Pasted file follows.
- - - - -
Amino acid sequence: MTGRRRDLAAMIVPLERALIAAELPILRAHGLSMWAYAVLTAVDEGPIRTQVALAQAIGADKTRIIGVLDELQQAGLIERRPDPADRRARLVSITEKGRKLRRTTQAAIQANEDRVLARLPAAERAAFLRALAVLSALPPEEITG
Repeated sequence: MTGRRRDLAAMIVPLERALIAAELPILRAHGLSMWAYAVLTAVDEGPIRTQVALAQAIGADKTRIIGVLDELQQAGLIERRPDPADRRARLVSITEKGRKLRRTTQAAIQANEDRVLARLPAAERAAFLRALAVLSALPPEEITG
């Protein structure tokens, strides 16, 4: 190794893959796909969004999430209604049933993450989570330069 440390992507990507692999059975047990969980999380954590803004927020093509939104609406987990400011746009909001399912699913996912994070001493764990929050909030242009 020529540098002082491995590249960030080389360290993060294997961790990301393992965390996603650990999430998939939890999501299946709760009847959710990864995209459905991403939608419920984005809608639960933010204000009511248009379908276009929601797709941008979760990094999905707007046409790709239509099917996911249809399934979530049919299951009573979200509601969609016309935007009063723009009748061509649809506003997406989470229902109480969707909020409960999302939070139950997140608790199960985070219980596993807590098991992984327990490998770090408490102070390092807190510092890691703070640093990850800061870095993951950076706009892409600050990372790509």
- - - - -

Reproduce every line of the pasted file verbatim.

Amino acid sequence: MTGRRRDLAAMIVPLERALIAAELPILRAHGLSMWAYAVLTAVDEGPIRTQVALAQAIGADKTRIIGVLDELQQAGLIERRPDPADRRARLVSITEKGRKLRRTTQAAIQANEDRVLARLPAAERAAFLRALAVLSALPPEEITG
Repeated sequence: MTGRRRDLAAMIVPLERALIAAELPILRAHGLSMWAYAVLTAVDEGPIRTQVALAQAIGADKTRIIGVLDELQQAGLIERRPDPADRRARLVSITEKGRKLRRTTQAAIQANEDRVLARLPAAERAAFLRALAVLSALPPEEITG
């Protein structure tokens, strides 16, 4: 190794893959796909969004999430209604049933993450989570330069 440390992507990507692999059975047990969980999380954590803004927020093509939104609406987990400011746009909001399912699913996912994070001493764990929050909030242009 020529540098002082491995590249960030080389360290993060294997961790990301393992965390996603650990999430998939939890999501299946709760009847959710990864995209459905991403939608419920984005809608639960933010204000009511248009379908276009929601797709941008979760990094999905707007046409790709239509099917996911249809399934979530049919299951009573979200509601969609016309935007009063723009009748061509649809506003997406989470229902109480969707909020409960999302939070139950997140608790199960985070219980596993807590098991992984327990490998770090408490102070390092807190510092890691703070640093990850800061870095993951950076706009892409600050990372790509």